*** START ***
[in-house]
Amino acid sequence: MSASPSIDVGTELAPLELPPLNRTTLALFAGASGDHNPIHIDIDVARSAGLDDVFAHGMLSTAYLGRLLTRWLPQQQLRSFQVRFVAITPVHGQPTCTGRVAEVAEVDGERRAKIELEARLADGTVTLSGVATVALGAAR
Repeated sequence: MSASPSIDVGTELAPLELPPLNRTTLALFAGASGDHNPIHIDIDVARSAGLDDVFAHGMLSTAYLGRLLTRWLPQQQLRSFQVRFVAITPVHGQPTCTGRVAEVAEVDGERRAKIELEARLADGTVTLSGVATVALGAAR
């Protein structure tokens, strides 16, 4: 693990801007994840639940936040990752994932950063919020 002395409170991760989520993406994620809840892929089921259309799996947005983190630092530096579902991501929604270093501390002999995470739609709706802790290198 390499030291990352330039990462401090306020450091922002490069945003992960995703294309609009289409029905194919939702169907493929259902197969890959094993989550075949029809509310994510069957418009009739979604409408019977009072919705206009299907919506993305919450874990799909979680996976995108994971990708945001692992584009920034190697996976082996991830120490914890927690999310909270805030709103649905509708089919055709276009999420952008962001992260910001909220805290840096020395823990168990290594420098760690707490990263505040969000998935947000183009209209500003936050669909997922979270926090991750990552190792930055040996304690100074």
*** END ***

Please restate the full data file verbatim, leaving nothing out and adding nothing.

[in-house]
Amino acid sequence: MSASPSIDVGTELAPLELPPLNRTTLALFAGASGDHNPIHIDIDVARSAGLDDVFAHGMLSTAYLGRLLTRWLPQQQLRSFQVRFVAITPVHGQPTCTGRVAEVAEVDGERRAKIELEARLADGTVTLSGVATVALGAAR
Repeated sequence: MSASPSIDVGTELAPLELPPLNRTTLALFAGASGDHNPIHIDIDVARSAGLDDVFAHGMLSTAYLGRLLTRWLPQQQLRSFQVRFVAITPVHGQPTCTGRVAEVAEVDGERRAKIELEARLADGTVTLSGVATVALGAAR
């Protein structure tokens, strides 16, 4: 693990801007994840639940936040990752994932950063919020 002395409170991760989520993406994620809840892929089921259309799996947005983190630092530096579902991501929604270093501390002999995470739609709706802790290198 390499030291990352330039990462401090306020450091922002490069945003992960995703294309609009289409029905194919939702169907493929259902197969890959094993989550075949029809509310994510069957418009009739979604409408019977009072919705206009299907919506993305919450874990799909979680996976995108994971990708945001692992584009920034190697996976082996991830120490914890927690999310909270805030709103649905509708089919055709276009999420952008962001992260910001909220805290840096020395823990168990290594420098760690707490990263505040969000998935947000183009209209500003936050669909997922979270926090991750990552190792930055040996304690100074």